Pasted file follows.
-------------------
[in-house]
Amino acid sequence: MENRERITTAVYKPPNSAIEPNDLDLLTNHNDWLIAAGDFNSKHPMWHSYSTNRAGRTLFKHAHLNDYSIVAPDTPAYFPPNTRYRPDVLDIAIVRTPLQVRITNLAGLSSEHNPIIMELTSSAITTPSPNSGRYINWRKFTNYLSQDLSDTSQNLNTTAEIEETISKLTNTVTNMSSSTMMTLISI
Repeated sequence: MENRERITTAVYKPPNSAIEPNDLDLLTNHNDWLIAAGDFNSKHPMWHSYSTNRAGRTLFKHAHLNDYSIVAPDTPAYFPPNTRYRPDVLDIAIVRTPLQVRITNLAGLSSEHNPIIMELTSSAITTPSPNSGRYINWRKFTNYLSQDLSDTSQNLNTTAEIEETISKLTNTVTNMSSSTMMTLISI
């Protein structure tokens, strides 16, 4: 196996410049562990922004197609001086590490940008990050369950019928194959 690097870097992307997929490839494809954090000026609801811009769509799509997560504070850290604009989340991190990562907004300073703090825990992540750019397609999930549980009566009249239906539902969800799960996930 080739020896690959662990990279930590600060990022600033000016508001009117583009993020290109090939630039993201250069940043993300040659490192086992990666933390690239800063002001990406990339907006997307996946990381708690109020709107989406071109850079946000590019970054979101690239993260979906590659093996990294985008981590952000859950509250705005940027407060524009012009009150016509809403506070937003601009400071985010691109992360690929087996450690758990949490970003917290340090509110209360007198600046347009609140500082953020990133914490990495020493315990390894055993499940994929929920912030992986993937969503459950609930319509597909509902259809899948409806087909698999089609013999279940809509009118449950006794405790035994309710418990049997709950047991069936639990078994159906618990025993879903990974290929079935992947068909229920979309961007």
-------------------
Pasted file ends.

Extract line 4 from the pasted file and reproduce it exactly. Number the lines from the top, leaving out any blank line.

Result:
């Protein structure tokens, strides 16, 4: 196996410049562990922004197609001086590490940008990050369950019928194959 690097870097992307997929490839494809954090000026609801811009769509799509997560504070850290604009989340991190990562907004300073703090825990992540750019397609999930549980009566009249239906539902969800799960996930 080739020896690959662990990279930590600060990022600033000016508001009117583009993020290109090939630039993201250069940043993300040659490192086992990666933390690239800063002001990406990339907006997307996946990381708690109020709107989406071109850079946000590019970054979101690239993260979906590659093996990294985008981590952000859950509250705005940027407060524009012009009150016509809403506070937003601009400071985010691109992360690929087996450690758990949490970003917290340090509110209360007198600046347009609140500082953020990133914490990495020493315990390894055993499940994929929920912030992986993937969503459950609930319509597909509902259809899948409806087909698999089609013999279940809509009118449950006794405790035994309710418990049997709950047991069936639990078994159906618990025993879903990974290929079935992947068909229920979309961007």